United States presidential election in Oklahoma, 1948

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United States presidential election in Oklahoma, 1948

← 1944 November 2, 1948 1952 →

  Harry S. Truman.jpg ThomasDewey.png
Nominee Harry S. Truman Thomas E. Dewey
Party Democratic Republican
Home state Missouri New York
Running mate Alben W. Barkley Earl Warren
Electoral vote 10 0
Popular vote 452,782 268,817
Percentage 62.75% 37.25%

The 1948 United States presidential election in Oklahoma took place on November 2, 1948. All forty-eight states were part of the 1948 United States presidential election. Oklahoma voters chose ten electors to the Electoral College, who voted for president and vice president.

Incumbent President Harry S. Truman won Oklahoma by a landslide 25.5 percent margin of victory.[1] This made Oklahoma the fourth most Democratic state in the nation, and 21.01 percent more Democratic than the nation as a whole. Apart from the FDR landslides of 1932 and 1936 it remains the best performance by a Democrat in Oklahoma’s history as a state, and only in 1932, 1924 and 1920 was Oklahoma more Democratic relative to the nation at-large.[2]

Up to this election, Oklahoma was a reliably Democratic state, with the party nominee winning all of the first eleven elections held in the state except for James M. Cox in 1920 and Catholic Al Smith in 1928. Subsequently, like other states of the Solid South, Oklahoma has turned into a Republican bastion. In the landslide election of 1952 and 1956, Adlai Stevenson II won no antebellum free-soil or postbellum state; however Oklahoma remained more Democratic than the nation as a whole.[2] In 1960, John F. Kennedy lost Oklahoma, and indeed most postbellum states, badly due to anti-Catholic sentiment.[3] In 1964, Lyndon Johnson became the last Democratic presidential candidate to carry the state,[4] with only Jimmy Carter in 1976 subsequently reaching 45 percent of the vote, and the past four Democratic nominees not winning one single county between them.[5]

At county level in 1948, Truman won all the counties in the state except for two clusters near the Kansas border totalling ten counties, of which only Grant in 1964 and 1976 has voted Democratic since. This is the last occasion the four contiguous counties of Texas, Beaver, Harper and Woods – now forming part of the most Republican and politically and socially conservative region in the nation – have voted Democratic, and also the last time the Democratic Party won Kay County.[5] As of the 2016 presidential election, this is the last occasion where Oklahoma didn't go for the same candidate as neighbouring Kansas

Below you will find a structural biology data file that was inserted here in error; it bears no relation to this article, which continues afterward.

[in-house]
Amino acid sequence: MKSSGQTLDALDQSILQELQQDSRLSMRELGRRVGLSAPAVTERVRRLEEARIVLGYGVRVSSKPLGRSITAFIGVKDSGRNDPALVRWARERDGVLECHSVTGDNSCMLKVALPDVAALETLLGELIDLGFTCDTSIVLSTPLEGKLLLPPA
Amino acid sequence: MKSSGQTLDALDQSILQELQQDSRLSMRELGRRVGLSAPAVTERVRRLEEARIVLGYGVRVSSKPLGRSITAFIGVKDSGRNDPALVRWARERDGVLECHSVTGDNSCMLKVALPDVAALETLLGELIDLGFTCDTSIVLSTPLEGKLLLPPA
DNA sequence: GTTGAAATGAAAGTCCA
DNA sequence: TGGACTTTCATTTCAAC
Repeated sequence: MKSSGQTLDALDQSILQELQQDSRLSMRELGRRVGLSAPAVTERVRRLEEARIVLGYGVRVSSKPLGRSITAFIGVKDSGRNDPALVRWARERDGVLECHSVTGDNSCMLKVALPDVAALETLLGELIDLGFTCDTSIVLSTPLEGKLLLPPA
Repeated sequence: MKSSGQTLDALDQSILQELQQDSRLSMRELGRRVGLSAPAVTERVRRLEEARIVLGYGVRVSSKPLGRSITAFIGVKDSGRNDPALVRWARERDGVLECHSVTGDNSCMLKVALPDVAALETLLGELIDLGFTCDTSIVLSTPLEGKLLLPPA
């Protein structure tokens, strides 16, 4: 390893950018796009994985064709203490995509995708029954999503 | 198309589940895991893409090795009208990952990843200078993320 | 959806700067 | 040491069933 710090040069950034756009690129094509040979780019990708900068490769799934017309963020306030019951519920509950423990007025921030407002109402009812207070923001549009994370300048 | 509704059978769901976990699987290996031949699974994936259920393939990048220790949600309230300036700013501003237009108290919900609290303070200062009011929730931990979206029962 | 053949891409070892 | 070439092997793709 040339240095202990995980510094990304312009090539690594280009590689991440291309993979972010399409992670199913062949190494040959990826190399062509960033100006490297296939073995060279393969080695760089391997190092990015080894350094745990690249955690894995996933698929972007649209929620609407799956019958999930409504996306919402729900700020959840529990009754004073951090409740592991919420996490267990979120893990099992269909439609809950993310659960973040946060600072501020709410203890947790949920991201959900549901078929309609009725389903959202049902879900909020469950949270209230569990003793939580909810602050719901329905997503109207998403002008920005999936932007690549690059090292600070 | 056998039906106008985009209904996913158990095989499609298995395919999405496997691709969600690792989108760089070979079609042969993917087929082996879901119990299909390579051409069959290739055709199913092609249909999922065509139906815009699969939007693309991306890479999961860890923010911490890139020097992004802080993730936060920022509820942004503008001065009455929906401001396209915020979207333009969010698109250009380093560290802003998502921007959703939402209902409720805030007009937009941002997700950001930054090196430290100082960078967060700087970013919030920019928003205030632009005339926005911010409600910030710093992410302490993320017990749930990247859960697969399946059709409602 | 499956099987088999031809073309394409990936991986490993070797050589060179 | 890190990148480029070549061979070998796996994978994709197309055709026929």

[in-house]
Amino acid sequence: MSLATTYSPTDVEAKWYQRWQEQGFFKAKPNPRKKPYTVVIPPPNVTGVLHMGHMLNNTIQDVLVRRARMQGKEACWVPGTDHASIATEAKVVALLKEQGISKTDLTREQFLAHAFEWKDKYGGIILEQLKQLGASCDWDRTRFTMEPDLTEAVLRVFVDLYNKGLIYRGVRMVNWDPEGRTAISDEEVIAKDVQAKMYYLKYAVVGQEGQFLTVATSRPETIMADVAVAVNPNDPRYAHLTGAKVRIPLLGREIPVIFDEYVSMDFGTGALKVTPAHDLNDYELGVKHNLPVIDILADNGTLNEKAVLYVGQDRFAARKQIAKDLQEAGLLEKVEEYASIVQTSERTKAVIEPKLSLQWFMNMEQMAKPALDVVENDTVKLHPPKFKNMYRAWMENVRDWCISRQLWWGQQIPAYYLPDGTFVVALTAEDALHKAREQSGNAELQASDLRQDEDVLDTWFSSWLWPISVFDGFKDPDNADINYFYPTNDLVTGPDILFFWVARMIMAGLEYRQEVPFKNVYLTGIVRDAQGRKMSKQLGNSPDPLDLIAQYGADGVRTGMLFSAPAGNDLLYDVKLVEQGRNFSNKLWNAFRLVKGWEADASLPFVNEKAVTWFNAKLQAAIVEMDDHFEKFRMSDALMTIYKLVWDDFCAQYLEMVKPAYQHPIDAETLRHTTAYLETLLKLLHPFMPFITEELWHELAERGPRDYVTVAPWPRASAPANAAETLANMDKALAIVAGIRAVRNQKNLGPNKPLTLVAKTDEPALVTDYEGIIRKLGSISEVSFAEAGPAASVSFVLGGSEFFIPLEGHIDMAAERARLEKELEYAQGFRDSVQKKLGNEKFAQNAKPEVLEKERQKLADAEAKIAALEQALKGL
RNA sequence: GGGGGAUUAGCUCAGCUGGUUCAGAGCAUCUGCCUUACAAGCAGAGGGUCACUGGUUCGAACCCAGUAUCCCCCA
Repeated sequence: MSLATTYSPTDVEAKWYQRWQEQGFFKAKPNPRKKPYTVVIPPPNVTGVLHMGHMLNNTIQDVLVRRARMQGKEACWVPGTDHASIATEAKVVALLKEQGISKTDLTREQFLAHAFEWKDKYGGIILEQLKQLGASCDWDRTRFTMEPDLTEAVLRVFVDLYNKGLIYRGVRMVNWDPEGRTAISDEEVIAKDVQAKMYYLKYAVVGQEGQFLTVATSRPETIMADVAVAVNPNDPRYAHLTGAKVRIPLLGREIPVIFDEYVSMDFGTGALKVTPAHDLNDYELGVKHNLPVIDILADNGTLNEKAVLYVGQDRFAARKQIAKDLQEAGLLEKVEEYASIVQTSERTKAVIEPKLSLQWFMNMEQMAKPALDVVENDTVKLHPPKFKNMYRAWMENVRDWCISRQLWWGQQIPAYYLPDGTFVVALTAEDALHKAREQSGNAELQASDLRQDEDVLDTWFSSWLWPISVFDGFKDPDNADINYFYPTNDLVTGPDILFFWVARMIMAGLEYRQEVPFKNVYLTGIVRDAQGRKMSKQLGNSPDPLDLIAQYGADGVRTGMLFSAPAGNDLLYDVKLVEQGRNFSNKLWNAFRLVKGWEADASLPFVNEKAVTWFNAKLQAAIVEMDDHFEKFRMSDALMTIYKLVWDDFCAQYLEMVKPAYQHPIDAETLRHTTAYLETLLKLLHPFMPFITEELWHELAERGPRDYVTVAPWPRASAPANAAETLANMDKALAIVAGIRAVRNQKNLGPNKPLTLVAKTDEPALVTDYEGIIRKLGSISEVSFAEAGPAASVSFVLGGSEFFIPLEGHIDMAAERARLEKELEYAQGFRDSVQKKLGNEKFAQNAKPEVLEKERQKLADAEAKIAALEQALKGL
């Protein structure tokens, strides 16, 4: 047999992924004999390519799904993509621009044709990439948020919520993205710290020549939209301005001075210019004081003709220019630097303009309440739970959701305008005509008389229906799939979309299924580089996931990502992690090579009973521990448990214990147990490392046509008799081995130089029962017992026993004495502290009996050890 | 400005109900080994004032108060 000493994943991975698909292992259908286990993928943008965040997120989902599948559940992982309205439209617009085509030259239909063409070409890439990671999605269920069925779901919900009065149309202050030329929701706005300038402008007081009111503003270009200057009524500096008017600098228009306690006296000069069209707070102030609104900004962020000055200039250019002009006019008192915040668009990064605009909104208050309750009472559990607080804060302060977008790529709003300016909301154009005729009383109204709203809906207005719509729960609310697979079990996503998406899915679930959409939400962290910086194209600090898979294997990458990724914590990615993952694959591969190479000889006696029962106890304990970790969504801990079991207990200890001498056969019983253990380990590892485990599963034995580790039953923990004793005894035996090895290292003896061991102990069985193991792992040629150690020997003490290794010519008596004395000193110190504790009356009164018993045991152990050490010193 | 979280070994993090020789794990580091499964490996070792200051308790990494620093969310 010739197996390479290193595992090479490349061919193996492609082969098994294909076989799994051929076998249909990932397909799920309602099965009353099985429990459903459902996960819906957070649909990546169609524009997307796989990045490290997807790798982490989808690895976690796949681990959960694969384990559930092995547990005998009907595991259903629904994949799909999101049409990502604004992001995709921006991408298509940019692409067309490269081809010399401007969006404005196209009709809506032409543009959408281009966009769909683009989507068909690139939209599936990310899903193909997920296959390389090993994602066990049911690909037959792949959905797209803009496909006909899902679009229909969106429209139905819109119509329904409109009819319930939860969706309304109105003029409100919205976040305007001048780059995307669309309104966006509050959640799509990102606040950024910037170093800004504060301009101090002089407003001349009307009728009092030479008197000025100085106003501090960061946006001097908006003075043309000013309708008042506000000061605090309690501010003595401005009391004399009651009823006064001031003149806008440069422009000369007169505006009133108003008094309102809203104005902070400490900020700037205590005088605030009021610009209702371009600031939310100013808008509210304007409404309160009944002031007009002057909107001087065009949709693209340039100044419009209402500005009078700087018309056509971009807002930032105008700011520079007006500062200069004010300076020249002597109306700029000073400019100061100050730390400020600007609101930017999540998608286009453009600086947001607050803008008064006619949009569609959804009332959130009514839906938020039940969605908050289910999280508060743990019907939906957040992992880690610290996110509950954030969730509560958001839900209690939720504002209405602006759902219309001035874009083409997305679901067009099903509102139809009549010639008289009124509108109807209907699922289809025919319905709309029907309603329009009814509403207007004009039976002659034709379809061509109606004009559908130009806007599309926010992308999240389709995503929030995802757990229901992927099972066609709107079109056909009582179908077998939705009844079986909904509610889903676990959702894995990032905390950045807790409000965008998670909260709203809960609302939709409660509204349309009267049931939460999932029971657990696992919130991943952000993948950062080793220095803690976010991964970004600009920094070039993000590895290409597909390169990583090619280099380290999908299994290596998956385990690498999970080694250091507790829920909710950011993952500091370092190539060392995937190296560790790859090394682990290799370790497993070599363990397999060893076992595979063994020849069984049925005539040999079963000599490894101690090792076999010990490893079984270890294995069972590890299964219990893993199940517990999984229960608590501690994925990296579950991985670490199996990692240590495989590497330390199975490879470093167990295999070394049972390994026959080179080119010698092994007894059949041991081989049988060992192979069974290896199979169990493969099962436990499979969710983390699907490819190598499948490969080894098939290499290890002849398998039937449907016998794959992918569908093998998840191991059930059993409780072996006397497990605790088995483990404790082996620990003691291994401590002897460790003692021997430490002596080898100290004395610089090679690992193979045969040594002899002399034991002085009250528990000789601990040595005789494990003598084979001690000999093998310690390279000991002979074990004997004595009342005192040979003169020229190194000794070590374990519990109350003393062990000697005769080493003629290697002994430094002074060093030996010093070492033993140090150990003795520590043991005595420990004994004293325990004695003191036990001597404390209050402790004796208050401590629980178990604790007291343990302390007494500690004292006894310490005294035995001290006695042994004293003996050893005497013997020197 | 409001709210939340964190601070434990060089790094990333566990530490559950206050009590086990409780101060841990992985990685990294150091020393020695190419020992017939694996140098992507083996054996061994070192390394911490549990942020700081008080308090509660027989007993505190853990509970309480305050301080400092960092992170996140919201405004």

Results

United States presidential election in Oklahoma, 1948[1]
Party Candidate Votes Percentage Electoral votes
Democratic Harry S. Truman 452,782 62.75% 10
Republican Thomas E. Dewey 268,817 37.25% 0
Totals 721,599 100.0% 10
Voter turnout (Voting age) 52.5%[6]

Results by county

County Truman# Truman% Dewey# Dewey% Total votes cast[7]
Adair 3,067 56.03% 2,407 43.97% 5,474
Alfalfa 1,838 39.93% 2,765 60.07% 4,603
Atoka 3,104 75.03% 1,033 24.97% 4,137
Beaver 1,596 52.92% 1,420 47.08% 3,016
Beckham 4,544 77.62% 1,310 22.38% 5,854
Blaine 2,595 47.79% 2,835 52.21% 5,430
Bryan 7,748 85.01% 1,366 14.99% 9,114
Caddo 8,110 68.13% 3,793 31.87% 11,903
Canadian 5,568 59.89% 3,729 40.11% 9,297
Carter 9,474 81.52% 2,147 18.48% 11,621
Cherokee 4,249 60.41% 2,785 39.59% 7,034
Choctaw 4,750 82.09% 1,036 17.91% 5,786
Cimarron 894 57.90% 650 42.10% 1,544
Cleveland 6,556 64.10% 3,671 35.90% 10,227